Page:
'So Long, My Son' tops winners at Golden Rooster Awards

2019-11-25 03:50:17 GMT2019-11-25 11:50:17(Beijing Time) Sina English
The cast of "So Long, My Son" on the red carpet at the 32nd Golden Rooster Awards, November 23, 2019.  The cast of "So Long, My Son" on the red carpet at the 32nd Golden Rooster Awards, November 23, 2019.

A big night for Chinese filmmakers, China's Golden Rooster Awards returned to its roots on Saturday night at the Strait Grand Theater in Xiamen, southeast China's Fujian Province.

Chinese family saga "So Long, My Son," starring Wang Jingchun and Yong Mei as a couple who loses their only child, ended the night with the most awards, taking home the award for Best Actor, Best Actress and Best Screenplay.

Sci-fi epic "The Wandering Earth" also triumphed at the event, scooping up the Best Picture and Best Sound awards. Directed by up-and-coming director Frant Guo, the film won over filmgoers with its intricate visuals and neat special effects.

Hailed as the prelude to a new era for Chinese sci-fi movies, "The Wandering Earth" grossed nearly 693 million U.S. dollars in the domestic market, becoming the third-highest-grossing film of all time.

Wang JingchunWang Jingchun

In its 32nd edition, the prestigious awards will be held annually from this year onward instead of every two years. The coastal city of Xiamen would be its "permanent home," awards organizers said. 

Director of the generation-spanning drama "So Long, My Son" Wang Xiaoshuai swept the top acting prizes at this year's Berlinale in February with its two lead actors pocketing the Silver Bears for Best Actor and Best Actress respectively.

Actors Wang Jingchun and Yong Mei won critical acclaim from both the film industry and academia for their excellent performances in the three-hour-plus film, which traces the lives of two ordinary Chinese families over three decades of social, economic and human upheaval in China, making a deep bow to the human spirit and highlighting the inherent goodness of everyday life.

Yong MeiYong Mei

"[I] never expected that our [story] in Berlin would happen again!" Wang said, laughing as he thanked his "category brothers," which included award-winning actors Xu Zheng and Duan Yihong.

"As a filmmaker, I feel so honored and proud to be a part of the best era of Chinese films. I have been in this career for more than two decades," said the "excited" actor. "May Chinese films always shine in the sun; may all emotions and loves last forever. Long live Chinese cinema!"


Yong claimed the Golden Rooster Award for the best actress for her role as a devastated mother and a fragile wife.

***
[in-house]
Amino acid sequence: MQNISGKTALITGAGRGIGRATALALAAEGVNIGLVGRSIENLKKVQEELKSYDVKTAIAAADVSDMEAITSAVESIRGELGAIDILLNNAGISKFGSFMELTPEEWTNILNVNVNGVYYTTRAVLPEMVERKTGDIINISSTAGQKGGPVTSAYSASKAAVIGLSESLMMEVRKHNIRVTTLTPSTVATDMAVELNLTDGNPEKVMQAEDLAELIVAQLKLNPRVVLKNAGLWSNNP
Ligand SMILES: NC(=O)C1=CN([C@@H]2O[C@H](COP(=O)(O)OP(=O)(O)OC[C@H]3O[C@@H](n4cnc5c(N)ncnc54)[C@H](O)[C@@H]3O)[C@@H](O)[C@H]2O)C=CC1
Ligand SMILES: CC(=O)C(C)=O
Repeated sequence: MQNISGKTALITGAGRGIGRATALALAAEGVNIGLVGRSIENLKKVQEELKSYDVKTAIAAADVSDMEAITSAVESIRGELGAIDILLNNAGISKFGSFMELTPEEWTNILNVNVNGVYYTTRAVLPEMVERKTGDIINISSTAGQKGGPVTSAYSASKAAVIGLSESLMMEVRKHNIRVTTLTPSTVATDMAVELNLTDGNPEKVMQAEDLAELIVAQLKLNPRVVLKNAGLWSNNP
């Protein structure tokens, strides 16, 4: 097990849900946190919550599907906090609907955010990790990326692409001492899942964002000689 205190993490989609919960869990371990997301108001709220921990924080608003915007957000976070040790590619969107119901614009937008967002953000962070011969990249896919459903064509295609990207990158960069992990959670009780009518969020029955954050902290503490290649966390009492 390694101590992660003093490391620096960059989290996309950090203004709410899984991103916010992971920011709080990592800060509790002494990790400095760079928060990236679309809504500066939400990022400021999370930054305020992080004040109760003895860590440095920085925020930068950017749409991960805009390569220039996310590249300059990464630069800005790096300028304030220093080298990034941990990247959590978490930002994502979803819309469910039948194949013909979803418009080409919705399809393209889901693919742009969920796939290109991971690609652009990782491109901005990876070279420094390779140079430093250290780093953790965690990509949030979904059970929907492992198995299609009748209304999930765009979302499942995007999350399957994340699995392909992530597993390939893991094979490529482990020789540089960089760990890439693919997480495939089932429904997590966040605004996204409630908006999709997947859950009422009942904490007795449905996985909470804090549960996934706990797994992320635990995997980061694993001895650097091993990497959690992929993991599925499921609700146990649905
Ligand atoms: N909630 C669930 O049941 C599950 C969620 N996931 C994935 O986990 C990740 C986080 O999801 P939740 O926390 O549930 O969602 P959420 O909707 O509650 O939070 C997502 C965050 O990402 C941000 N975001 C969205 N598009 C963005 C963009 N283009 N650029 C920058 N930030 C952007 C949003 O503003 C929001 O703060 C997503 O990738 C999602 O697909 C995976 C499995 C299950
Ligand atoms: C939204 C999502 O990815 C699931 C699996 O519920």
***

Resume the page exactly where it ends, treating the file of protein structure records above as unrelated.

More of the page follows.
She choked up while delivering her acceptance speech, saying that "luck" might be the only reason she could find to explain why she had a chance to shoot such a good film and win such an honor at 49.

"I'd been questioning why I became an actor and whether I should continue to be an actor until one day I realized why I persisted. It is because of the film. I love film. I am so happy that I have become a filmmaker," said the teary-eyed actress.

Veteran Hong Kong director Dante Lam pocketed the Best Director for his 2018 film "Operation Red Sea," the fifth-highest-grossing film in Chinese history.

The 54-year-old director, a major figure in Chinese action cinema, received the award from Tsui Hark, who is also from China's Hong Kong Special Administrative Region and an influential filmmaker in Chinese martial arts cinema.

"Every filmmaker makes films with courage. And I want to say thanks to all of my actors," said Lam. "Many call me a devil director; thank you for your willingness to work together with a devil. I hope there will be more willing to work with the devil."

The festival also shone a light on young director Wen Muye debut film. Wen took home the Best Directorial Debut award for his widely acclaimed comedy "Dying to Survive."

The film has become a box office hit, raking in about 450 million U.S. dollars and sparking public debate about high medical costs.

The Best Supporting Actor award went to Wang Zhifei, who portrayed legendary Chinese general Zhu De (1886-1976) in the historical film "The Bugle from Gutian."

Seasoned actress Wu Yufang won the Best Supporting Actress award for her excellent performance in the film "Send Me to the Clouds," which took a closer look at the social pressures women face in China.

Other winners include award-winning director Chen Kaige's mystery fantasy "Legend of the Demon Cat," which bagged Best Cinematography and Best Art Direction awards in the technical categories.

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